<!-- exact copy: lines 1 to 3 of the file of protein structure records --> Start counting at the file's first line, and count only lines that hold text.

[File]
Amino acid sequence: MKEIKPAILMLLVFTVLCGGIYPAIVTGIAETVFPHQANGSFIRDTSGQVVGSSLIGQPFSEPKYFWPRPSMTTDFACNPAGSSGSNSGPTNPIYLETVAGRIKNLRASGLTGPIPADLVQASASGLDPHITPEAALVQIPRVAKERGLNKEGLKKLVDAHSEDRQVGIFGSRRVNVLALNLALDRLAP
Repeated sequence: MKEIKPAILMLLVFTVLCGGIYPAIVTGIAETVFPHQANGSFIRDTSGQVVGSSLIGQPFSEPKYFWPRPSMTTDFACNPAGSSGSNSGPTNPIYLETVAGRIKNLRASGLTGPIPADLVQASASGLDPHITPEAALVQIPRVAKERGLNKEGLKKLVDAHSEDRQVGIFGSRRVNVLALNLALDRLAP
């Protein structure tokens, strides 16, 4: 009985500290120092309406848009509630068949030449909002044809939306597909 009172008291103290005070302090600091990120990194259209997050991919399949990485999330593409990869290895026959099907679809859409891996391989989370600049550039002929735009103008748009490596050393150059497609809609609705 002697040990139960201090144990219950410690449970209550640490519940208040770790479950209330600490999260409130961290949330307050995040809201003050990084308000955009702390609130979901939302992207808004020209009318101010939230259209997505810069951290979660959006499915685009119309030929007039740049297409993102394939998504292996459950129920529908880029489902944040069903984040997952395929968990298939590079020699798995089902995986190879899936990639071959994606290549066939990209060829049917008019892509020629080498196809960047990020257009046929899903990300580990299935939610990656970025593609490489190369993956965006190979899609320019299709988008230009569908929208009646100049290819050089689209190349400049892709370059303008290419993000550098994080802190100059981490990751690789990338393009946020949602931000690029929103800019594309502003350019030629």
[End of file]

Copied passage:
Amino acid sequence: MKEIKPAILMLLVFTVLCGGIYPAIVTGIAETVFPHQANGSFIRDTSGQVVGSSLIGQPFSEPKYFWPRPSMTTDFACNPAGSSGSNSGPTNPIYLETVAGRIKNLRASGLTGPIPADLVQASASGLDPHITPEAALVQIPRVAKERGLNKEGLKKLVDAHSEDRQVGIFGSRRVNVLALNLALDRLAP
Repeated sequence: MKEIKPAILMLLVFTVLCGGIYPAIVTGIAETVFPHQANGSFIRDTSGQVVGSSLIGQPFSEPKYFWPRPSMTTDFACNPAGSSGSNSGPTNPIYLETVAGRIKNLRASGLTGPIPADLVQASASGLDPHITPEAALVQIPRVAKERGLNKEGLKKLVDAHSEDRQVGIFGSRRVNVLALNLALDRLAP
């Protein structure tokens, strides 16, 4: 009985500290120092309406848009509630068949030449909002044809939306597909 009172008291103290005070302090600091990120990194259209997050991919399949990485999330593409990869290895026959099907679809859409891996391989989370600049550039002929735009103008748009490596050393150059497609809609609705 002697040990139960201090144990219950410690449970209550640490519940208040770790479950209330600490999260409130961290949330307050995040809201003050990084308000955009702390609130979901939302992207808004020209009318101010939230259209997505810069951290979660959006499915685009119309030929007039740049297409993102394939998504292996459950129920529908880029489902944040069903984040997952395929968990298939590079020699798995089902995986190879899936990639071959994606290549066939990209060829049917008019892509020629080498196809960047990020257009046929899903990300580990299935939610990656970025593609490489190369993956965006190979899609320019299709988008230009569908929208009646100049290819050089689209190349400049892709370059303008290419993000550098994080802190100059981490990751690789990338393009946020949602931000690029929103800019594309502003350019030629």